SAN ANTONIOAlthough paclitaxel(Drug information on paclitaxel) (Taxol) is still being evaluated as a single agent in advanced breast cancer, to determine optimal dosing and schedule, it is also being studied for use in combination with other cytotoxic agents, as adjuvant therapy in early-stage disease, and as part of high-dose chemotherapy regimens used with stem cell transplant.
Speaking at a minisymposium at the San Antonio Breast Cancer Symposium, Eric D. Rowinksy, MD, director of Clinical Research, Cancer Therapy & Research Center, Institute for Drug Development, San Antonio, noted that the controversy over short versus long infusions cannot be settled by trials that do not use equitoxic dosing schedules.
3-Hour vs 24-Hour Infusions
He cited a Canadian/European study comparing a paclitaxel dose of 175 mg/m² given over three hours or 24 hours (with dose adjustments allowed) in three groups of advanced breast cancer patients:
- Those who had no prior chemotherapy.
- Those who had prior adjuvant therapy only.
- Those who had prior treatment for metastatic disease and adjuvant chemotherapy.
The majority of those receiving three-hour infusions were dose escalated because of low toxicity, but few patients receiving 24-hour infusions were dose escalated and many were de-escalated.
There were no significant differences overall in response, time to progression, and survival. A subgroup analysis showed no difference in response between the three- and 24-hour groups among the patients who had received adjuvant therapy or among those who had received metastatic plus adjuvant therapy. However, response rates did differ among those who had received no prior therapy, with a trend in favor of the 24-hour infusion.
"In patients who have not received prior therapy," he said, "I think there is a concern that they should probably get 24-hour infusions or 3-hour infusions at equitoxic dosing regimens, ie, higher doses of the drug should be used when given over three hours."
This study, he believes, did not compare equitoxic dosing regimens. In this trial, which involved frequent dosing changes, toxicities for the two infusion schedules converged at 225 mg/m².
Equitoxic dosing schedules are being tested by NSABP B-26, which is using 250 mg/m² of paclitaxel with G-CSF given over three or 24 hours. "I think this will more appropriately address the question of schedule," he said.
In his presentation, Andrew Seidman, MD, of Memorial Sloan-Kettering, agreed that the higher response rate with a 24-hour infusion in minimally treated patients "argues strongly that perhaps we should not be sacrificing efficacy for convenience, especially as front-line therapy or in the adjuvant setting."
A multicenter trial is comparing the maximum tolerated paclitaxel dose over 3 hours (250 mg/m²) with the MTD over 96 hours (140 mg/m²), and this trial may provide more definitive answers about the importance of the concept of prolonged infusion.
Dr. Seidman devoted part of his talk to studies designed to integrate paclitaxel into the management of earlier stage disease, ie, as adjuvant systemic therapy. Two important multi-center trials are ongoing, he said.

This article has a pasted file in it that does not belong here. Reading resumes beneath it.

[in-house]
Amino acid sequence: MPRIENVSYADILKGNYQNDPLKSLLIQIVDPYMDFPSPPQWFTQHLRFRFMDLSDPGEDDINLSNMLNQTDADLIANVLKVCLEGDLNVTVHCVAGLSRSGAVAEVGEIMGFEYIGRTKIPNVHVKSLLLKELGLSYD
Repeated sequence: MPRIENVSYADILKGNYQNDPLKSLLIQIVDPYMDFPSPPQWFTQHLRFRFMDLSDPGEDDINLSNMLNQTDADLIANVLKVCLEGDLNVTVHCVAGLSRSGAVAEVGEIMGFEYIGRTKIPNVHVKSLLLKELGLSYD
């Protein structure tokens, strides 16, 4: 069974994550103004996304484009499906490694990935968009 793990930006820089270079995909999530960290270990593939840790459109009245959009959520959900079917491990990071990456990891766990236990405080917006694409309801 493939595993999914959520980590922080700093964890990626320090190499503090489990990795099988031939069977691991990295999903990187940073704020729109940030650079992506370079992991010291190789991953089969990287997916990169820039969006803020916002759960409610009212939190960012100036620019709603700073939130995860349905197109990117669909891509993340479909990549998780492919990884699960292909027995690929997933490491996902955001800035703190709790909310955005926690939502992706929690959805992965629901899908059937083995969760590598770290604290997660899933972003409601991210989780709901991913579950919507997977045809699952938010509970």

An Intergroup study is evaluating three different doses of doxorubicin(Drug information on doxorubicin) (Adriamycin) with a fixed dose of cyclophosphamide(Drug information on cyclophosphamide) followed by randomization to either four courses of paclitaxel or no further therapy. The NSABP B-28 trial is giving four cycles of standard AC (Adriamycin, cyclophosphamide), followed by either paclitaxel or no further therapy. Results are expected sometime before the year 2000.
Another speaker, Gabriel Hortobagyi, MD, of M.D. Anderson, focused on studies using paclitaxel in combination with other agents for metastatic breast cancer. Paclitaxel has been used in two-drug combinations with Adriamycin, mitoxantrone(Drug information on mitoxantrone) (Novantrone), fluorouracil(Drug information on fluorouracil), vinorelbine (Navelbine), cisplatin(Drug information on cisplatin) (Platinol), and cyclophosphamide, as well as in combination with radiation therapy.
A Promising Combination
A promising combination, developed by Dr. Anthony Greco and his colleagues at Vanderbilt, includes paclitaxel, mitoxantrone, fluorouracil, and leucovorin. In 32 patients at Vanderbilt, most of whom had received prior anthracycline therapy, this combination achieved a response rate of 45%, with response duration equivalent to that of most first-line chemotherapy regimens, Dr. Hortobagyi said.
He also described ongoing studies using paclitaxel in high-dose chemotherapy regimens with stem cell support. If high-dose chemotherapy programs are to be successful, he said, "we have to get away from the single high-dose cycle, which just does not make a lot of kinetic sense for a chronic and somewhat indolent disease like breast cancer. Repetitive high-dose therapies might be of greater interest."
In line with that thinking, Dr. George Raptis of the breast cancer group at Memorial Sloan-Kettering is giving two consecutive cycles of high-dose cyclophosphamide plus paclitaxel to mobilize peripheral blood stem cells for harvesting, followed by more myeloablative therapy with two cycles of high-dose thiotepa and paclitaxel plus stem cell support. Dr. Seidman said that this trial is ongoing "with a very high rate of conversion from partial to complete remission."
At M.D. Anderson Cancer Center, Dr. Hortobagyi said, researchers are giving four cycles of two different high-dose regimens: cyclophosphamide, paclitaxel, and carboplatin(Drug information on carboplatin) (Paraplatin) or cyclophosphamide, doxorubicin, and paclitaxel. The cycles are given every 28 days with stem cell support plus G-CSF. "While we have not completed these trials, I can report that these regimens produce a high response rate and complete remissions," he said.